The following is an edited transcript of remarks delivered by Robert Pippin at the New Humanities panel discussion on June 5, 2014. Professor Pippin and the other two panelists were asked to respond to The Point’s issue 8 editorial on the new humanities.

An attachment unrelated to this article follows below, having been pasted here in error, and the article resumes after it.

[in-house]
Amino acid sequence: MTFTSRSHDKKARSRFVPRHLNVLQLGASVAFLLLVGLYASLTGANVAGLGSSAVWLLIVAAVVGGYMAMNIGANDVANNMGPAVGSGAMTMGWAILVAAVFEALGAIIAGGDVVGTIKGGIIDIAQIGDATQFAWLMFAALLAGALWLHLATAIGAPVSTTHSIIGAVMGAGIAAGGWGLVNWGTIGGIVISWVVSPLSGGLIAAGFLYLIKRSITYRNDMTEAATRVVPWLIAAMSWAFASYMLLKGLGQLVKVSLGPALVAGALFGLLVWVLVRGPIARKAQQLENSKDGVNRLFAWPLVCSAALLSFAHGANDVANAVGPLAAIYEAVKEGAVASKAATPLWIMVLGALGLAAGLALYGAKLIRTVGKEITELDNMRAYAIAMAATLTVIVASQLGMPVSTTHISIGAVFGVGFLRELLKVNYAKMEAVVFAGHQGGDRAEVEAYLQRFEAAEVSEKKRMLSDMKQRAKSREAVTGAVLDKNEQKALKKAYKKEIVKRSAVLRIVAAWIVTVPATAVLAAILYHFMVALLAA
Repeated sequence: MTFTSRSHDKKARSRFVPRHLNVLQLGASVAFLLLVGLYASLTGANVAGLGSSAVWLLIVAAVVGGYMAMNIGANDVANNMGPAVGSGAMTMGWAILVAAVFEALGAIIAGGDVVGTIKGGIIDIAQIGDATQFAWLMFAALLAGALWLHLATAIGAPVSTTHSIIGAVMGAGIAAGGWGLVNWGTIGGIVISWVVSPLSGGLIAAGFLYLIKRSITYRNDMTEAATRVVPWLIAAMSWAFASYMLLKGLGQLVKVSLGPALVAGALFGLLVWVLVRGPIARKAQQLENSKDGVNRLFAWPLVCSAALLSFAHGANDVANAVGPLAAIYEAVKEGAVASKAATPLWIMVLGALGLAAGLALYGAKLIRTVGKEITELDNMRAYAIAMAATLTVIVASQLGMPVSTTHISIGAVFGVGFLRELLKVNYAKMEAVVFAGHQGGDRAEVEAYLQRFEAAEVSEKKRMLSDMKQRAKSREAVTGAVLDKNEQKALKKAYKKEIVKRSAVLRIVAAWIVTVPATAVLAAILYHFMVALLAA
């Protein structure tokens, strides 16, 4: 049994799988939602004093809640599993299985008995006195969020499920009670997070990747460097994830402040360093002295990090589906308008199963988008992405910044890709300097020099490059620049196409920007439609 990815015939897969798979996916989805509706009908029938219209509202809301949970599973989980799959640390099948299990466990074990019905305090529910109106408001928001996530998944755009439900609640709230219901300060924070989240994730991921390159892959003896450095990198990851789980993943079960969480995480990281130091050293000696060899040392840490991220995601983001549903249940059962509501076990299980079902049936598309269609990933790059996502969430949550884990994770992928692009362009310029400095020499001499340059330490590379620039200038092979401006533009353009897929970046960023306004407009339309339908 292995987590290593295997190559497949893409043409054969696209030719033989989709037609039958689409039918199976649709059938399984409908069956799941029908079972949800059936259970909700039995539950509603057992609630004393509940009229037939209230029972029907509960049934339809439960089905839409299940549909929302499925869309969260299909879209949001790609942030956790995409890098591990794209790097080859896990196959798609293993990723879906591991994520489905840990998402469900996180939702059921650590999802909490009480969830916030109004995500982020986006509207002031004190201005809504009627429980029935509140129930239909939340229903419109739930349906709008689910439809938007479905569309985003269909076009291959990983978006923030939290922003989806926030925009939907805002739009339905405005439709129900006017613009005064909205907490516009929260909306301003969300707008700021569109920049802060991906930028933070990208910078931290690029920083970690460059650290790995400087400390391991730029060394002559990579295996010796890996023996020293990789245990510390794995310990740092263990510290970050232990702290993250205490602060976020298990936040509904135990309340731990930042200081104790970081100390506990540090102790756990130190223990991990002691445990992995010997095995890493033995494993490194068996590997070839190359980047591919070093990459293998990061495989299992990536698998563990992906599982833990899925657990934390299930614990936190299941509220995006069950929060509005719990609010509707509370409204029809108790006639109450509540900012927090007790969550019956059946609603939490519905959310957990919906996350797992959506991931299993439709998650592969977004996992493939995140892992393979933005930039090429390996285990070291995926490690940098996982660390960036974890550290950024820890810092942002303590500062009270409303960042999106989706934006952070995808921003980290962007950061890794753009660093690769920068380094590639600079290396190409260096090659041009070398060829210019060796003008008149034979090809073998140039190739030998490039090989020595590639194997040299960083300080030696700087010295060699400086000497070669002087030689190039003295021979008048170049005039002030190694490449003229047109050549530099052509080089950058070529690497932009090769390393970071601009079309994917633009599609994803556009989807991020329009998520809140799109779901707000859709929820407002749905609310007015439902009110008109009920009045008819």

[Snipped] “This is a critical time in the history of American universities and an even more critical time in the history of humanities subjects in the university, so it’s a particularly urgent time to have such a conversation in public. We’re here because universities are experiencing a sense of crisis in the organization of knowledge. But it probably should be said just briefly, at the beginning, that that’s also within a crisis in the university system in the United States itself. It’s been a long time building and it’s now rather critical. I mean, the indications of the crisis are well known to all of us: In the last 25 years, the figure that I heard is that there has been a 500 percent increase in tuition at private and public universities on average. There’s been massive defunding of state universities by state legislatures. When I began my career at the University of California at San Diego, 70 percent of the budget was funded by the state legislature. That’s down to under 20 percent, and students now have to pay $14,000 per year tuition if they’re in-state students, and in the twenties if they’re not. And they often leave college with debts totaling more than $50,000 or $60,000. This is the new way that universities are financed. That’s a crazy way to finance university education: for young people to start their lives sometimes hundreds of thousands of dollars in debt if they go to a professional school. It’s bad for the economy, since they can’t spend any money the first fifteen years they’re in public. And it’s critical for the culture of a democratic polity to have people who can get educated without being in massive debt.”